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The Blanket - A Journal of Protest & Dissent

A Living Tapestry of Tongues


Sean Fleming • 6 August 2004

At a time of increased interest in language issues in the north of Ireland, Tom Paulin, the poet and arts critic writing in a 1983 Field Day pamphlet entitled, ‘A New Look at the Language Question’ suggested that Irish English could exist as a fully-fledged language alongside Irish Gaelic and Ulster Scots. By Irish English he did not mean Hiberno-English (English as clearly influenced by the grammar and vocabulary of Irish Gaelic) though that would be an important part of it. He was referring to English as influenced by both the Irish and Scots languages as well as by Elizabethan, British, American English and other influences. The growing awareness of language issues at the time it was written was related to the political conflict at one of its most intense periods when questions of identity were salient. The Irish language movement was influenced by the Hunger Strikers which awakened a new Irish cultural consciousness. Around this time also Ian Adamson, the Ulster Unionist historian and linguist argued that the Cruithin were the indigenous non-Celtic people from whom the Ulster people were descended and that the Gaelic language (as opposed to the Irish language) should be claimed by Unionists as part of their heritage.

Interest in a language concept termed Irish English may not be widespread but the literary and artistic talent throughout the island is testament to the strength of such a concept. There is no doubt that this could develop and I believe some other factors which have not been mentioned could make their mark on it in the future. The language of the Irish Travellers, Shelta or Gammon /Cant as it is variously known, and Ireland’s new immigrant communities and ethnic minorities can only add to and enrich its lexicon. In fact the language and its creative use could develop a real cultural commonality irrespective of ethnic identity. The following quotations here are taken from interviews I did with leading academics and language enthusiasts which may serve to highlight this cultural asset. It should be recognised that Irish English need not suffer from some kind of inferiority complex. We are talking about a language in which some of the greatest literature has ever been written and one thinks of Yeats and Joyce in particular and other exceptional Irish writers.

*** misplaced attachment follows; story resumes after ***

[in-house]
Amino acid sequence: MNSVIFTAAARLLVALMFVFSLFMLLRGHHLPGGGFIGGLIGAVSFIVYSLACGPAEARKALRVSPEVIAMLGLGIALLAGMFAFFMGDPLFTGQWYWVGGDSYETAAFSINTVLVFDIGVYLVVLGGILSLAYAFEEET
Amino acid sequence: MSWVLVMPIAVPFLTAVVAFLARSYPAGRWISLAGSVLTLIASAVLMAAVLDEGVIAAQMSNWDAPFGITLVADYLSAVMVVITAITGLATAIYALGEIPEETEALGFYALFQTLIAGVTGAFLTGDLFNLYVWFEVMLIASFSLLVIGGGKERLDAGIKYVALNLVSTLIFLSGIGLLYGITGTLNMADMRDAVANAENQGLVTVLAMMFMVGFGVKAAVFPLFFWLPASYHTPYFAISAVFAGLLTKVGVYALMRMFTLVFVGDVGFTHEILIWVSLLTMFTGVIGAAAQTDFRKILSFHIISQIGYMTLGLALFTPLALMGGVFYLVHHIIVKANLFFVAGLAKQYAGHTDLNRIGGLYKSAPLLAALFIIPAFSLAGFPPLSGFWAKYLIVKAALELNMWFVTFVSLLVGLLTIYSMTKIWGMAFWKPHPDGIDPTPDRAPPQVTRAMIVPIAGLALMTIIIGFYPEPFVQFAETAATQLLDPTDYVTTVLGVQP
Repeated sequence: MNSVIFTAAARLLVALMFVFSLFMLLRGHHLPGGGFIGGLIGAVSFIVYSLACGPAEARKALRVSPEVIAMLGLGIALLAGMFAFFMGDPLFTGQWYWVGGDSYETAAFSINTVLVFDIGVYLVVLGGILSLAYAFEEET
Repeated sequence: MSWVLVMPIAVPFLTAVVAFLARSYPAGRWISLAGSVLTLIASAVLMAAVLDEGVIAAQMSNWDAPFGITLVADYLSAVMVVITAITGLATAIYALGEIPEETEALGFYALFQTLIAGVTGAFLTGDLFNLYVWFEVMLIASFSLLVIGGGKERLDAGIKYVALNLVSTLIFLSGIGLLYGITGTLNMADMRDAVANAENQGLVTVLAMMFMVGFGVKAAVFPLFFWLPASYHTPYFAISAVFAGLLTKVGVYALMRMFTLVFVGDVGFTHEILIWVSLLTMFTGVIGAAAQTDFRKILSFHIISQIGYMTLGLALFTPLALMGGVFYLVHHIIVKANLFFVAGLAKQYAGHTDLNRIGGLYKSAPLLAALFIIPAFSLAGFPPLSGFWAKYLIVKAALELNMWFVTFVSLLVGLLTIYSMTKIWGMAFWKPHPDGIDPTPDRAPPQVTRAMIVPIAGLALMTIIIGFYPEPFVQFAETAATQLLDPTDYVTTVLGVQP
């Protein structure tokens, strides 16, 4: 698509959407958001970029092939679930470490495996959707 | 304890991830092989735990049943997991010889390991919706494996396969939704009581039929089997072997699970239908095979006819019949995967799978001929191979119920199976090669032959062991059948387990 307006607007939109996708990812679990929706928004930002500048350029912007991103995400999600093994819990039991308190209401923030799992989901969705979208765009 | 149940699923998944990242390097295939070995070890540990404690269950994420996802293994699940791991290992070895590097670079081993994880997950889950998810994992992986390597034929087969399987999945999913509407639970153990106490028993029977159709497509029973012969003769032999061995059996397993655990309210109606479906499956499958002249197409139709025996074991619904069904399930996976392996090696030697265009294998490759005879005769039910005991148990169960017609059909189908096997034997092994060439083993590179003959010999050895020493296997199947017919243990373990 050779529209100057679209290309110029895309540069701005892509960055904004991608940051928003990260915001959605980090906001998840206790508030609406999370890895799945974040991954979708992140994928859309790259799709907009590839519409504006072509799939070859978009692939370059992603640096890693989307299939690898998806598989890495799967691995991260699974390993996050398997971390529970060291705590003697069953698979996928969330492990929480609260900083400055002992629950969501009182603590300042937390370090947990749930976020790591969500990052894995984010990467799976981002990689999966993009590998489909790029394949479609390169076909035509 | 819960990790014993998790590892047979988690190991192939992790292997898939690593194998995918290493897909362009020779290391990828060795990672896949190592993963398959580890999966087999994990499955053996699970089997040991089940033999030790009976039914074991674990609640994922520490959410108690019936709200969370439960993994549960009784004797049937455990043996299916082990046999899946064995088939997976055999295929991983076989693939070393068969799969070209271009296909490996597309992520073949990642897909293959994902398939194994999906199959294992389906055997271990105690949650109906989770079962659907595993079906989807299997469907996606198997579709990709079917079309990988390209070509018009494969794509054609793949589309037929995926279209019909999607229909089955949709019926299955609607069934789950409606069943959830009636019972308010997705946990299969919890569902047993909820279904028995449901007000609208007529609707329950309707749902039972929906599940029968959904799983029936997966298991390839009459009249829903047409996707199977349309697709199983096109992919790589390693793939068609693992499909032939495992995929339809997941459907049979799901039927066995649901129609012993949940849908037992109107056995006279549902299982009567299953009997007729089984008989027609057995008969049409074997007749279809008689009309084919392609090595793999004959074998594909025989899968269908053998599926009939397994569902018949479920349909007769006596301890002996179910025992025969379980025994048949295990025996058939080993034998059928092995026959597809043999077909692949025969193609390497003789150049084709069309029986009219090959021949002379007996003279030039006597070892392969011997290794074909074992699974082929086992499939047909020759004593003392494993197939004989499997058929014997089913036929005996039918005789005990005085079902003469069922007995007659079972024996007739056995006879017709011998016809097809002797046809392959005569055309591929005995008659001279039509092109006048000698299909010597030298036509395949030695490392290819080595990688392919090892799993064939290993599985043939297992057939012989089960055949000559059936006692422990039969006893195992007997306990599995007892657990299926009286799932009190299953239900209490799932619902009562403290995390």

Loreto Todd is a renowned linguist and author of books such as ‘Words Apart’ and ‘Green English’ which explore Ireland’s linguistic heritage. She believes that the strands that have come together in Ireland succeed in making it specially unique. Green English is her term for English as spoken in Ireland. She explains:

"Black English is a term usually used for the English of the African Diaspora and Green English is a form of English used in Ireland that has been carried world-wide. Irish people have always been great travellers. One thinks of Colmcillle and the early Irish monks .You had Irish people in the Caribbean almost as early as you had African people and they were instrumental in creating that type of English (Creoles)."

Comparing Irish English with what is sometimes called Black English and its impact on contemporary culture helps us to understand the influential way in which Irish people have moulded English. Todd believes that this comes down to the variety of influences in Ireland especially in Ulster. She sees a defining characteristic of language here as being that of diversity. She sees its potential as a cultural commonality since it has drawn together different cultural/ linguistic strands and also as a force in literature and other art forms:

"Irish, Ulster Scots, Scottish Gaelic, Hiberno and Ulster English all belong here and should all be cherished. The depoliticisation of language is necessary if this is to be successful. Our common linguistic heritage is one of the chief marks of our identity and it can be a positive and valuable way of creating new understandings and good relations between people irrespective of their political viewpoint. It must not be a tool of propaganda giving an ugly distortion to a rich cultural fabric and thereby prevent achieving a cultural consensus. There has been in the past in Ulster a very lively tradition of songs and ballads which you can recite as poems. Ulster’s finest writers can hold their own with anyone. They have their roots in a very rich oral tradition of poems and story telling. If you wanted to get a literary tradition that can be harsh in its way and have an incredible truthfulness you couldn't do better than the Scottish tradition; if you wanted a literature that delves into the imagination and almost outdoes science fiction in its wonderful imaginative qualities then you couldn't do better than the Irish tradition. If you wanted a time when the English tradition was at its most vibrant then you couldn't do better than the Shakespherian tradition. How then could we not produce great writers, great talkers, great storytellers and musicians? "

While many people of a Unionist persuasion may be, to quote from Paulin’s work, "unwilling to contemplate the all–Ireland context which a federal concept of Irish English would necessarily express" its flexibility should allow for it to be seen as a language with various branches, one of the richest being Ulster English. Nelson Mc Causland, a leading member of the DUP and director of the Ulster Scots Heritage Council, opts to place it in an Ulster context shaped by his Ulster Scots cultural viewpoint: